Conversation between Enhle Khumalo, CIVICUS Youth and Abigail Freeman, Alliance for Gender Justice Liberia in August 2020.
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1. Who is Abigail?
I am a 22-year-old social justice activist and founder of the Alliance for Gender Justice and Human Rights- a movement formed on the basis of advocating for women’s rights, promoting gender equality, and amplifying the voices of women and youth in Liberia. I am also a Youth Action Lab participant.
2. How has the COVID-19 pandemic affected the communities you work with?
We had just launched our movement prior to the pandemic. However, due to the preventing measures to spread the COVID-19 pandemic we could not go on with our planned activities which included the construction of a physical space for young women and victims of sexual violence to participate safely in the campaign for sexual violence prevention and gender justice. So in the spirit of people before projects, we decided to adapt our plans to fit in with the needs of people during the COVID-19 state of emergency in Liberia that started in March.
3. How were you able to adapt your plans to accommodate the changing environment?
My team and I wanted to adapt our plans to address people's needs and not our assumptions of what they needed. So, my team and I decided to see how we can work with communities and to learn how to better address this issue and direct our efforts to protect women and children.
4. What was a major take-away from the work you were able to produce using this approach?
Gender issues are extremely sensitive in Ganta, Liberia. For instance, during our time working there with fellow grassroots activists, we discovered a case where four rapists had familial ties to the judge that ordered their medical release due to COVID-19. First, I was able to reach out to people working on those issues in the town. Working together, we built a campaign to raise awareness about this and the community demonstrated an overwhelming amount of support by joining us in protests demonstrations and press conferences calling for the immediate arrest of the rapists and along the way we gained traction and got legal support from the Liberia Justice Association. This strategic alliance assisted our advocacy efforts by introducing a legal entity, which we are not qualified as. Now more people know our movement and we are recognized and referred to as a group that stands up for gender justice in a context where this is a sensitive topic. Thanks to this we are reaching more people than if we had stayed with the original project plan.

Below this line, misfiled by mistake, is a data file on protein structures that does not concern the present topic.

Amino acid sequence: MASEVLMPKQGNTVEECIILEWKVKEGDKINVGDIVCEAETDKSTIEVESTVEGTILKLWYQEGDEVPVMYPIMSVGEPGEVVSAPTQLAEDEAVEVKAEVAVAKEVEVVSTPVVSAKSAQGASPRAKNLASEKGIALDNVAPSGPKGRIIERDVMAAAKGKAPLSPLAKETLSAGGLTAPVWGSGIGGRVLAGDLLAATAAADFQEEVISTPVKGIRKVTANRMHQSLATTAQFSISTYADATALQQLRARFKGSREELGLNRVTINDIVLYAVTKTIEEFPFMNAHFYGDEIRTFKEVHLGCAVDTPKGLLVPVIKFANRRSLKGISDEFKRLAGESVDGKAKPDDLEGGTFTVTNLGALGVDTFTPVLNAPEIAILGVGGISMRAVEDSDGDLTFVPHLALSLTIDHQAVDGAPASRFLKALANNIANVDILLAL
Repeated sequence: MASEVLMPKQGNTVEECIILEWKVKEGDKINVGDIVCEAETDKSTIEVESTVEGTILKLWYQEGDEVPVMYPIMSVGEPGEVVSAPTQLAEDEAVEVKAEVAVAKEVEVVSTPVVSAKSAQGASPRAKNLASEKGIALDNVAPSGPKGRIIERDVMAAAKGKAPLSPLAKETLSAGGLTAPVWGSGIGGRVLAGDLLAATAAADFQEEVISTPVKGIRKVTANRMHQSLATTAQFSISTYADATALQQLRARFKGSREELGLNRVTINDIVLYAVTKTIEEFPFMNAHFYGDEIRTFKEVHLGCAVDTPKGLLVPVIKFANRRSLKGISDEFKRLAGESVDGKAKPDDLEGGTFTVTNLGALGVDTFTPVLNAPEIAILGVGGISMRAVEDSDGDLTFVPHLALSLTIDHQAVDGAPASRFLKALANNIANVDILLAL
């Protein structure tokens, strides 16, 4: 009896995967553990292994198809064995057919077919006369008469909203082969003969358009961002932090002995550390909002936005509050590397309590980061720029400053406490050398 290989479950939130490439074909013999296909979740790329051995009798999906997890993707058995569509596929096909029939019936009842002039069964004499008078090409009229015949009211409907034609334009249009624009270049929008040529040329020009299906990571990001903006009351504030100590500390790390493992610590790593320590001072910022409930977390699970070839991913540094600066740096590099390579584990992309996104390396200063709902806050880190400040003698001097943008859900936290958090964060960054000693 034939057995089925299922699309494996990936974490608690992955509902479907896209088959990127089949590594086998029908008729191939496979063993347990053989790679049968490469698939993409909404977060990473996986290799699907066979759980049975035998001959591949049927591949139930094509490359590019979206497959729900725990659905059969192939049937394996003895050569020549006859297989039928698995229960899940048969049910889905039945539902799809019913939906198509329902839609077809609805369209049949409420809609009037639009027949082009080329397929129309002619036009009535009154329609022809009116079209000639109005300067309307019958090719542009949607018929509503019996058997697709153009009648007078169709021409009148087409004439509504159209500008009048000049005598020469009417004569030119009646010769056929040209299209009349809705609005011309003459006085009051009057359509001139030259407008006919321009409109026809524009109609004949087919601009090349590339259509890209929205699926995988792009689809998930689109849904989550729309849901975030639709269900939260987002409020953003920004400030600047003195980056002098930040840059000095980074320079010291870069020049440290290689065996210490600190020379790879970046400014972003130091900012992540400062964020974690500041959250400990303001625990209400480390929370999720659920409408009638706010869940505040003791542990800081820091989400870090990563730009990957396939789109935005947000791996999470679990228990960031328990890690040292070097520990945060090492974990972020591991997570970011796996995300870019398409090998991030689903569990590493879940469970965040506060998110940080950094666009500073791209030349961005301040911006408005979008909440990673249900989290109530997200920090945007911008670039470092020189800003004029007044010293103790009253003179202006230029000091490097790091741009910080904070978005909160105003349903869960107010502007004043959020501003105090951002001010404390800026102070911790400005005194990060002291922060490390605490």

5. What would you say to organisations/donors who are looking to support youth activists like yourself in these challenging times and post-Covid?
Many women and children living in rural communities are vulnerable to violence. Creating a space that will allow women, girls and children to acquire education and skills training will be a radical approach in the fight against GBV. At the SheLeads Academy, women, children and teenage mothers will be given an opportunity to build their capacity through skills training programs, counseling and mentorship,health care and leadership development. This will serve as a means for reducing poverty and domestic violence.
Funding and logistical assistance is also important. It will help advocacy organisations to expand their networks and support the work we are doing in our communities.
6. Any advice for other youth activists facing similar challenges?
Young people have the power to change the world and as such, it is time we build a united front by bringing young people from diverse backgrounds to elevate our advocacy.
Gender Justice, safety for women and children, women empowerment and girls education is everyone’s responsibility.
Collaboration is key. We managed to cut across many sectors and have had many people support the work we are doing. Value the power of collaboration., Young people can cut through the noise and advocate for a fair and just society when they organise with and through their community.